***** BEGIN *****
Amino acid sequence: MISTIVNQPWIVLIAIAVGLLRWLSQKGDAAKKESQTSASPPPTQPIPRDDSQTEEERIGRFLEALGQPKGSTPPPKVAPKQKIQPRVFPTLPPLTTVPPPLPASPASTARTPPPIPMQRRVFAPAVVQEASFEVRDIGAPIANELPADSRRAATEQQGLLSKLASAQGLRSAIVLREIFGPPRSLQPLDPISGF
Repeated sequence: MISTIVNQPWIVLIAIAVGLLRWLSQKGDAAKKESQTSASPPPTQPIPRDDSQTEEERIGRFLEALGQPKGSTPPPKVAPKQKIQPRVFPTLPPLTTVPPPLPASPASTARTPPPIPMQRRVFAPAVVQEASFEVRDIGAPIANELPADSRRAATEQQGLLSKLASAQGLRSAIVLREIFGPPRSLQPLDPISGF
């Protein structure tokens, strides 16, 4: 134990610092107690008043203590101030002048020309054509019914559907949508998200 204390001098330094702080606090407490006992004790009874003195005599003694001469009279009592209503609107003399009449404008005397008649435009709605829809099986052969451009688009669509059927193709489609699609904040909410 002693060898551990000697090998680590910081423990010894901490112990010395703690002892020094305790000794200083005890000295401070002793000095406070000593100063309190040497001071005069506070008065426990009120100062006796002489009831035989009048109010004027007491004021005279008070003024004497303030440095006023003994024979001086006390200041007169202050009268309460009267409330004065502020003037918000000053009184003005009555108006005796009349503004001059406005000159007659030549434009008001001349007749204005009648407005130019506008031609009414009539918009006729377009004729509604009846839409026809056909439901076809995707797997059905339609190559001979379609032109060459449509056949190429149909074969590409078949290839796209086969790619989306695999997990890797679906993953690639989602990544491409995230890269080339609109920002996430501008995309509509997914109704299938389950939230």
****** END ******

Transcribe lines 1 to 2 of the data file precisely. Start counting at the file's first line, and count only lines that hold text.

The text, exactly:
Amino acid sequence: MISTIVNQPWIVLIAIAVGLLRWLSQKGDAAKKESQTSASPPPTQPIPRDDSQTEEERIGRFLEALGQPKGSTPPPKVAPKQKIQPRVFPTLPPLTTVPPPLPASPASTARTPPPIPMQRRVFAPAVVQEASFEVRDIGAPIANELPADSRRAATEQQGLLSKLASAQGLRSAIVLREIFGPPRSLQPLDPISGF
Repeated sequence: MISTIVNQPWIVLIAIAVGLLRWLSQKGDAAKKESQTSASPPPTQPIPRDDSQTEEERIGRFLEALGQPKGSTPPPKVAPKQKIQPRVFPTLPPLTTVPPPLPASPASTARTPPPIPMQRRVFAPAVVQEASFEVRDIGAPIANELPADSRRAATEQQGLLSKLASAQGLRSAIVLREIFGPPRSLQPLDPISGF